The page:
Despite the benefits that this collecting of data could bring to public health, there are far-reaching ethical considerations, including consent, confidentiality, anonymisation, the stewardship of data and samples, appropriate access to information for commercial organisations, rules on usage and the sharing of data and findings. With the current controversies surrounding the NHS ‘’ project, this is a timely topic, and will give an opportunity to address the delicate balance between big data and societal needs, the benefits versus the risks of sharing data, and what lessons can be learnt from the UK Biobank.


About Professor Sir Rory Collins


Professor Collins was appointed as an Honorary Fellow of the Faculty of Pharmaceutical Medicine in 2004. This appointment was made in recognition of Professor Collins’ outstanding contributions in the fields of pharmaceutical medicine and clinical trials. Since 1986, Professor Collins has also been co-director of Oxford University's Clinical Trial Service Unit and Epidemiological Studies Unit ( In 1996, he was appointed Professor of Medicine and Epidemiology at Oxford, supported by the British Heart Foundation. He was knighted in 2011 for his services to science.  In 2013, he brought together the epidemiological and related research groups at Oxford University into the new Nuffield Department of Population Health, which he heads.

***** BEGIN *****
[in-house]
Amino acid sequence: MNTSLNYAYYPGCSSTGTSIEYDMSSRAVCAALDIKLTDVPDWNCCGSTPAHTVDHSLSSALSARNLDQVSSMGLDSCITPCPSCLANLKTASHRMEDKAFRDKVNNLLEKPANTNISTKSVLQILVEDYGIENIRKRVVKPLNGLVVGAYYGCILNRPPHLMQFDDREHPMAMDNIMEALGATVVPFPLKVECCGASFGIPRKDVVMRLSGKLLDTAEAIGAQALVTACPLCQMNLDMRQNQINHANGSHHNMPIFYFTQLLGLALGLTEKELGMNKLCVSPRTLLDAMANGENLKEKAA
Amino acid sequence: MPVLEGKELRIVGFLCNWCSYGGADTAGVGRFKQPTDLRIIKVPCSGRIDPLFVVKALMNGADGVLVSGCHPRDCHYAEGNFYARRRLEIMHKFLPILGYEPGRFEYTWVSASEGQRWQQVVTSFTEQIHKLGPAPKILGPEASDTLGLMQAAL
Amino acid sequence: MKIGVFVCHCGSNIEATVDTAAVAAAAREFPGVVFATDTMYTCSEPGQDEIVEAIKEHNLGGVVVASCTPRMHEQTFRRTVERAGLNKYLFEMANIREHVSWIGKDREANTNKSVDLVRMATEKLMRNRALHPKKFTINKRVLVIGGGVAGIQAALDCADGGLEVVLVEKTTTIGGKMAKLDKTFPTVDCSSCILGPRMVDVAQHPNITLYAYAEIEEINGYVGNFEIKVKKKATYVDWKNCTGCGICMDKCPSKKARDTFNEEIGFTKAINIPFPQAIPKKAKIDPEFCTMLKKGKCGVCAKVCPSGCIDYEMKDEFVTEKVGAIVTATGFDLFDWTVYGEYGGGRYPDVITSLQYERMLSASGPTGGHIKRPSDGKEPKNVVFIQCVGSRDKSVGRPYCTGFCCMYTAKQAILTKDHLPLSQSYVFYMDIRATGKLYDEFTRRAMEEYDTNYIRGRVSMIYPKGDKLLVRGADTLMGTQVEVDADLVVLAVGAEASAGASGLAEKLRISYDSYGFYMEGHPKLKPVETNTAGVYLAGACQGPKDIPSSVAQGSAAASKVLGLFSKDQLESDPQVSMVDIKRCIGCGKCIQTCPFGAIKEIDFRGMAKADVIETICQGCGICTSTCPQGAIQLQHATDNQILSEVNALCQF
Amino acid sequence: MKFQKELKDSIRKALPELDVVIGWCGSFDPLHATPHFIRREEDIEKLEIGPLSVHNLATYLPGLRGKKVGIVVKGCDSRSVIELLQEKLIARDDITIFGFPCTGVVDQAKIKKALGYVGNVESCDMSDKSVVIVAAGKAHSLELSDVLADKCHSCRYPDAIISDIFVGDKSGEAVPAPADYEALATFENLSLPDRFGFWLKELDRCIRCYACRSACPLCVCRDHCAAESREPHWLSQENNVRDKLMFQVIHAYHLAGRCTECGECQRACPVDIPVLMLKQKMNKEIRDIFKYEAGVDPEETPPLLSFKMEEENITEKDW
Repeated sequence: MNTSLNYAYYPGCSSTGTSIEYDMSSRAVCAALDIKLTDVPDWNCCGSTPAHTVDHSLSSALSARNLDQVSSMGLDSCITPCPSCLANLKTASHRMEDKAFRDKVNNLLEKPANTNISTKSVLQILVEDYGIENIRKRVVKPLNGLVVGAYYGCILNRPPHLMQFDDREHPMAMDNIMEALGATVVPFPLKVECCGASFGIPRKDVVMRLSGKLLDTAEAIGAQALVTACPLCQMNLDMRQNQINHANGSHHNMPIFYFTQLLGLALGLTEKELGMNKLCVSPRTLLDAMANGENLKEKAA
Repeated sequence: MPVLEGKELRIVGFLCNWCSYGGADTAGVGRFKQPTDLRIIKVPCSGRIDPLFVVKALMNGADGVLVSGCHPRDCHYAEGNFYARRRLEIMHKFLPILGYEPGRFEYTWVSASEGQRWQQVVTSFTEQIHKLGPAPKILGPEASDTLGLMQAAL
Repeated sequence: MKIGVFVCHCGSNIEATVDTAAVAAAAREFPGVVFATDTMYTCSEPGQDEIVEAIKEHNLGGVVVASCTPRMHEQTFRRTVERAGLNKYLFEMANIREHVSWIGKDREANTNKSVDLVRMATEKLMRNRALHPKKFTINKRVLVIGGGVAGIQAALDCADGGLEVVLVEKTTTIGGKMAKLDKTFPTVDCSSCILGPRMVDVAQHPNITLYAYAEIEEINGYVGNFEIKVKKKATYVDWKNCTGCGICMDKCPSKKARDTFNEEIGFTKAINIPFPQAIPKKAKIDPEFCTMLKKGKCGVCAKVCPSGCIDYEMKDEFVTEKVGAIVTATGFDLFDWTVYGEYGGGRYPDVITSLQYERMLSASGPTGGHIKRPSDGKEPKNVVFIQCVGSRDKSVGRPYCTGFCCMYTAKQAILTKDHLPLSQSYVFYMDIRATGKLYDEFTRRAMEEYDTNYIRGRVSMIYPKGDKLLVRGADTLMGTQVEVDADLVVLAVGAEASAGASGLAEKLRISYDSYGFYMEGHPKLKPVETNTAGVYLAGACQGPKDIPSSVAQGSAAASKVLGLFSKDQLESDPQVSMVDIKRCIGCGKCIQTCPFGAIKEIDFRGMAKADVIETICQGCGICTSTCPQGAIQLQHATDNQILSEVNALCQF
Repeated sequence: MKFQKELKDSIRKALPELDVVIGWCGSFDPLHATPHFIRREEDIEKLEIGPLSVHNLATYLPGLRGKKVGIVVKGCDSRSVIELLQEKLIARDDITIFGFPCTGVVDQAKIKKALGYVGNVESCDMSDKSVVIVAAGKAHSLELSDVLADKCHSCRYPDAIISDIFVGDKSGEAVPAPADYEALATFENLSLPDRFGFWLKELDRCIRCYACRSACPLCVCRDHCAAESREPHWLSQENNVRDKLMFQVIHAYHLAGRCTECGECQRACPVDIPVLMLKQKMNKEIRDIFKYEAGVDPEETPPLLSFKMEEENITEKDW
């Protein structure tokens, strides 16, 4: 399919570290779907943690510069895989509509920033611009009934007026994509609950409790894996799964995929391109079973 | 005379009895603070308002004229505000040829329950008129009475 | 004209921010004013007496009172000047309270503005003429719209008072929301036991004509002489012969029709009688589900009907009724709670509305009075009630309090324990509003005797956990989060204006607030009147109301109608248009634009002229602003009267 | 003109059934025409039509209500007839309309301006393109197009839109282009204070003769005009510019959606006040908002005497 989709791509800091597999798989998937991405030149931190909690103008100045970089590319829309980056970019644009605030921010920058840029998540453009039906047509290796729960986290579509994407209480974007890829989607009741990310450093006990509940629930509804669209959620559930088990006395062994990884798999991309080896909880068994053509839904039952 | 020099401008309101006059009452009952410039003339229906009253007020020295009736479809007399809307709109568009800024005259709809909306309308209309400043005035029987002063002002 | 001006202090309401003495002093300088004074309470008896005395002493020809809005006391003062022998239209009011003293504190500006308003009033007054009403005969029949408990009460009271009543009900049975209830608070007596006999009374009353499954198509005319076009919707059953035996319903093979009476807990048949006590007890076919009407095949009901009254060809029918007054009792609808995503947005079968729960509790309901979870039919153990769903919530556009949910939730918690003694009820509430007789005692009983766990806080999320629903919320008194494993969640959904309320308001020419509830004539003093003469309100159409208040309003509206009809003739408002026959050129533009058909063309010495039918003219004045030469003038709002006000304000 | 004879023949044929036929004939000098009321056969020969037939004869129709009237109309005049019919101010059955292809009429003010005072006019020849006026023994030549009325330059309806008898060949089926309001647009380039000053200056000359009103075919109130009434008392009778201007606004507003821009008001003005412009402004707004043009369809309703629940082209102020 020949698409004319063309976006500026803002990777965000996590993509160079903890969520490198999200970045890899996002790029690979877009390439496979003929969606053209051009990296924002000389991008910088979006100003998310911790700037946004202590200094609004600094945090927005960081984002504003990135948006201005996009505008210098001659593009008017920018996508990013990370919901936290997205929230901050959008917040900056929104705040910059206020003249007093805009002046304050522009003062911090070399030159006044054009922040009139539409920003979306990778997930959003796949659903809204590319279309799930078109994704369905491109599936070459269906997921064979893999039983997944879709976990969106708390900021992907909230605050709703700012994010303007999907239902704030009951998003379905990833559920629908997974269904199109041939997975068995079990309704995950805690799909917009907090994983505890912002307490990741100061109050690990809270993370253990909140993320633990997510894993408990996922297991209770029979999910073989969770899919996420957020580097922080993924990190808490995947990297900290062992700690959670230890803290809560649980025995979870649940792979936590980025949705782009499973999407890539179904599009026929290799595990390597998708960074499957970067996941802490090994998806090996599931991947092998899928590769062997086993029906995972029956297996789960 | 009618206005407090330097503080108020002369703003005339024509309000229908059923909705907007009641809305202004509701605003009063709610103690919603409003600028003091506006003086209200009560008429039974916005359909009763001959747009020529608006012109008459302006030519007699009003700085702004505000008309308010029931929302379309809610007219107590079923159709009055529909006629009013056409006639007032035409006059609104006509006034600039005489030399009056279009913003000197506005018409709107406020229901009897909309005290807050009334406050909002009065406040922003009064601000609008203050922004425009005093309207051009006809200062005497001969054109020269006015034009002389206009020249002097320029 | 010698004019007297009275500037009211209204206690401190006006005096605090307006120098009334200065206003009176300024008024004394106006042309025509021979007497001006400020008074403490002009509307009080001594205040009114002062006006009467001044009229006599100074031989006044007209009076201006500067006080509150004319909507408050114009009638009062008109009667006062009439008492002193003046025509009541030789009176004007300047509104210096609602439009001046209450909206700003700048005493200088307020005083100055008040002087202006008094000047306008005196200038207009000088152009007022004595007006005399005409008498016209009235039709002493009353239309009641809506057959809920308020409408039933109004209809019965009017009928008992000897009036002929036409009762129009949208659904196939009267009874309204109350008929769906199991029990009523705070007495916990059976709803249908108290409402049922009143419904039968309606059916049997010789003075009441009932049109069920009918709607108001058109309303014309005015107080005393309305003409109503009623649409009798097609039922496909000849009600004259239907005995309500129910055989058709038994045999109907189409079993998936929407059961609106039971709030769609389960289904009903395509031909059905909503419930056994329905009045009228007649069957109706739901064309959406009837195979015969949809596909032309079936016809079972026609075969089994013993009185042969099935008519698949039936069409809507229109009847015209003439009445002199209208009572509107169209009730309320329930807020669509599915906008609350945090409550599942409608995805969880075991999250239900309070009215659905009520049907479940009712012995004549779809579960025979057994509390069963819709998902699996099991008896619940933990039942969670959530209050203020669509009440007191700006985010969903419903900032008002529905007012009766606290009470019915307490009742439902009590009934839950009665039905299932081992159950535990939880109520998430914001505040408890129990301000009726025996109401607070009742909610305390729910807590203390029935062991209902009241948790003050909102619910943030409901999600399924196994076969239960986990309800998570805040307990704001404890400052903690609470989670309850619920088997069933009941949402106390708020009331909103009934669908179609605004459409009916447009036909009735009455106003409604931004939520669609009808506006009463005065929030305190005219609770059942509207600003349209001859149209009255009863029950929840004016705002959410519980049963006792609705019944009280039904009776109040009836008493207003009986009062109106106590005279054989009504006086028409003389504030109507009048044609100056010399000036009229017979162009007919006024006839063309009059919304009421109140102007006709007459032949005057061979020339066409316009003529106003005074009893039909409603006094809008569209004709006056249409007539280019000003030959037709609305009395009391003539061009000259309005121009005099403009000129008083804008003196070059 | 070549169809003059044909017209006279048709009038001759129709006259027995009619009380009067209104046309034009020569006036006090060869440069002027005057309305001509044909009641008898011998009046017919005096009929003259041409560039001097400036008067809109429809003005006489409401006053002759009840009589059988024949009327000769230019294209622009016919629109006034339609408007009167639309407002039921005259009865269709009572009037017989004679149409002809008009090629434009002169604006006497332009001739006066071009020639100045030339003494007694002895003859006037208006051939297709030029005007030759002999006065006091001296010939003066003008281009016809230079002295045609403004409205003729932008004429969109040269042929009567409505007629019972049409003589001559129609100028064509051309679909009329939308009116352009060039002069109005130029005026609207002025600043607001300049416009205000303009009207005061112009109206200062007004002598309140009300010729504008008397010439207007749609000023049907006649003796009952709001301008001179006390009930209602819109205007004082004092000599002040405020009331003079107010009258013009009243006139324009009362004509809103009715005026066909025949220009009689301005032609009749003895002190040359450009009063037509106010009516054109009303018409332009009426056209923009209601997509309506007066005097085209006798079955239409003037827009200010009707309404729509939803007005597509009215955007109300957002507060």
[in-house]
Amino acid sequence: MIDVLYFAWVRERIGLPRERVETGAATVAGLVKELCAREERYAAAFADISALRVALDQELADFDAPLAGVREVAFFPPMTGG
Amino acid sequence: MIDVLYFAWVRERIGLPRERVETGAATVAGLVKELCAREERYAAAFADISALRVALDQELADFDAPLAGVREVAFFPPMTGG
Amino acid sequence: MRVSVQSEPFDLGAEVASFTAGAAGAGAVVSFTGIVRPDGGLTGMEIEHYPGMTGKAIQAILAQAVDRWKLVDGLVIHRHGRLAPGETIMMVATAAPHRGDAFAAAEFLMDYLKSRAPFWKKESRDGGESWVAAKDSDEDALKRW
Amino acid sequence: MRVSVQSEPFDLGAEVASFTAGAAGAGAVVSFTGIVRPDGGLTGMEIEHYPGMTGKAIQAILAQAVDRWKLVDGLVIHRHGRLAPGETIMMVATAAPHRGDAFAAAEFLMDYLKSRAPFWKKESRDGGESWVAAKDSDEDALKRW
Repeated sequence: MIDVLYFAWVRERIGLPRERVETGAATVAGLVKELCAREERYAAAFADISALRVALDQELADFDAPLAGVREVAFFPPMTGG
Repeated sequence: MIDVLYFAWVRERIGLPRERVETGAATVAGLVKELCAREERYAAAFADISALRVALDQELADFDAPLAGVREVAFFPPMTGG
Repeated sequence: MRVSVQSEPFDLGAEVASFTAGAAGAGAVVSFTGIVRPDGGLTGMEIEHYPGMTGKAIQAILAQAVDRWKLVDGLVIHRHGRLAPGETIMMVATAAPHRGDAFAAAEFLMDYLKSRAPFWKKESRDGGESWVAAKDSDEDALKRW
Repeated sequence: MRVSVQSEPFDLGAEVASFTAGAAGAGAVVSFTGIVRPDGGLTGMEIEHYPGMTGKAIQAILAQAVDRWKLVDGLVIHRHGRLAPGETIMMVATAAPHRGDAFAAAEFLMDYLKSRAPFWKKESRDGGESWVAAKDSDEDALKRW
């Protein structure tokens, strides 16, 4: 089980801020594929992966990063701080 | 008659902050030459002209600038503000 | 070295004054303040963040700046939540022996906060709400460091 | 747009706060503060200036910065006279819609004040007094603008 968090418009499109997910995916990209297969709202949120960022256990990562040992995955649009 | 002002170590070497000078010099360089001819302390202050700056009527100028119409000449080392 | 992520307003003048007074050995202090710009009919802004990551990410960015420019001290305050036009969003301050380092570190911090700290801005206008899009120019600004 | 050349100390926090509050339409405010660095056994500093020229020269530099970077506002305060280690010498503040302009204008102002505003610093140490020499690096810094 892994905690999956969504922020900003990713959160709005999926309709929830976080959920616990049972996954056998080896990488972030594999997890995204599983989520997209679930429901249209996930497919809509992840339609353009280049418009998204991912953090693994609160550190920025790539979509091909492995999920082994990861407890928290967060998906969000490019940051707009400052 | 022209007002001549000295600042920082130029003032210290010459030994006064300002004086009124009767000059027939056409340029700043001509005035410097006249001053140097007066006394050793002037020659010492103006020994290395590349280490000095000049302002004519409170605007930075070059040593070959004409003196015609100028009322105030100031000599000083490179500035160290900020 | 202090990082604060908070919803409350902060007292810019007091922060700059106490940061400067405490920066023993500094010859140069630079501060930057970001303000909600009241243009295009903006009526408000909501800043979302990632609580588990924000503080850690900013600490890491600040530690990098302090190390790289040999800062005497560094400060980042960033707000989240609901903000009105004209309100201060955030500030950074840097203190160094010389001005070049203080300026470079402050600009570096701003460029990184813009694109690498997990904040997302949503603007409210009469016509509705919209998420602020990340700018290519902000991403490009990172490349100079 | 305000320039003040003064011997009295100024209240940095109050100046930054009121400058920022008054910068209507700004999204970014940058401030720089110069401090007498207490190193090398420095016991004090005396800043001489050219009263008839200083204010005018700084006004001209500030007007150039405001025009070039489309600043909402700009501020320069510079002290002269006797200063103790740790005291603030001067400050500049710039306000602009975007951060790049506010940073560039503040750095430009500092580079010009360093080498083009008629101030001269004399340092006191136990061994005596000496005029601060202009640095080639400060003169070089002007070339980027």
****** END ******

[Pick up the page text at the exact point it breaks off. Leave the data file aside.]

His work in the establishment of large-scale epidemiological studies of the causes, prevention and treatment of heart attacks, other vascular disease and cancer, and developing approaches to the combination of results from related studies or ‘meta-analyses’ have established him as one of the foremost clinical trialists alive today. Professor Collins’ innovative development and leadership of the International Studies of Infarct Survival (ISIS clinical trials) – four randomized controlled trials of several drugs for treating suspected acute myocardial infarction, involving more than 134,000 patients from over 20 countries between 1981 and 1993 – has proved particularly influential. Professor Collins has also performed a number of notable meta-analyses which include those of anti-platelet therapy, fibrinolytic therapy and cholesterol-lowering therapy and, in collaboration with others, blood pressure epidemiology and trials.